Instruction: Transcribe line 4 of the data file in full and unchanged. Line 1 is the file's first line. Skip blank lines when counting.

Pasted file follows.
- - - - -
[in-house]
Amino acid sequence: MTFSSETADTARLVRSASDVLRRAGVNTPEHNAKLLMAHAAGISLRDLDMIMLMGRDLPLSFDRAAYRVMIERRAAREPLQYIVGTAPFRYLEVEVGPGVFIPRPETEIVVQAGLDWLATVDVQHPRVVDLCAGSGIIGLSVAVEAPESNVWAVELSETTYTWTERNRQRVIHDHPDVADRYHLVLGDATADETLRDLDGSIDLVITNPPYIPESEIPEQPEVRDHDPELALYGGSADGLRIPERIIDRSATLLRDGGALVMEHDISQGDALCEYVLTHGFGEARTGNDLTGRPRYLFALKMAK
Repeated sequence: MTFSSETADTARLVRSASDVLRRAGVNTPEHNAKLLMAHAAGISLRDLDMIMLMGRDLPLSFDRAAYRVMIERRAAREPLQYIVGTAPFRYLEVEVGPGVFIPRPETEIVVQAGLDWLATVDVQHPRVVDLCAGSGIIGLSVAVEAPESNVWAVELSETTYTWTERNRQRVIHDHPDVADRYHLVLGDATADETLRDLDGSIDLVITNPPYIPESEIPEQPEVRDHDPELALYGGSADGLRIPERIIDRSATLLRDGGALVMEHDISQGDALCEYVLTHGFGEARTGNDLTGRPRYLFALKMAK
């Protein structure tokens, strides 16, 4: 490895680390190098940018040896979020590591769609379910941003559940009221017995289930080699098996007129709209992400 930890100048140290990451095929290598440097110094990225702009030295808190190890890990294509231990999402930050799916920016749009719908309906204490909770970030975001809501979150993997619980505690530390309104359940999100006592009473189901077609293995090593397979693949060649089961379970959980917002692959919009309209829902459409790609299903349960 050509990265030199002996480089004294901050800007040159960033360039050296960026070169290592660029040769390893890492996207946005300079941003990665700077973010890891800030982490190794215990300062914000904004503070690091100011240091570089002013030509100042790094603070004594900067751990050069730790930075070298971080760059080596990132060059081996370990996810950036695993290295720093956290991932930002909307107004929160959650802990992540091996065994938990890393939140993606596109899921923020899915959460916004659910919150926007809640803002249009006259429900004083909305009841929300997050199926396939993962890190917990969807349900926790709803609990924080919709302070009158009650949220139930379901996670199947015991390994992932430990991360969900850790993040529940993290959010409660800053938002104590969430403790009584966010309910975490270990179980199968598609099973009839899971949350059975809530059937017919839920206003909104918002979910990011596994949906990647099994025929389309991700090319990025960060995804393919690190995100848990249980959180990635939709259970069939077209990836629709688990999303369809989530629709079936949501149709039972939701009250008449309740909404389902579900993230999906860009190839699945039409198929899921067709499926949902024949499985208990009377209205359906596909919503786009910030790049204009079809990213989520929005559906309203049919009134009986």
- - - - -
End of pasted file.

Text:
């Protein structure tokens, strides 16, 4: 490895680390190098940018040896979020590591769609379910941003559940009221017995289930080699098996007129709209992400 930890100048140290990451095929290598440097110094990225702009030295808190190890890990294509231990999402930050799916920016749009719908309906204490909770970030975001809501979150993997619980505690530390309104359940999100006592009473189901077609293995090593397979693949060649089961379970959980917002692959919009309209829902459409790609299903349960 050509990265030199002996480089004294901050800007040159960033360039050296960026070169290592660029040769390893890492996207946005300079941003990665700077973010890891800030982490190794215990300062914000904004503070690091100011240091570089002013030509100042790094603070004594900067751990050069730790930075070298971080760059080596990132060059081996370990996810950036695993290295720093956290991932930002909307107004929160959650802990992540091996065994938990890393939140993606596109899921923020899915959460916004659910919150926007809640803002249009006259429900004083909305009841929300997050199926396939993962890190917990969807349900926790709803609990924080919709302070009158009650949220139930379901996670199947015991390994992932430990991360969900850790993040529940993290959010409660800053938002104590969430403790009584966010309910975490270990179980199968598609099973009839899971949350059975809530059937017919839920206003909104918002979910990011596994949906990647099994025929389309991700090319990025960060995804393919690190995100848990249980959180990635939709259970069939077209990836629709688990999303369809989530629709079936949501149709039972939701009250008449309740909404389902579900993230999906860009190839699945039409198929899921067709499926949902024949499985208990009377209205359906596909919503786009910030790049204009079809990213989520929005559906309203049919009134009986």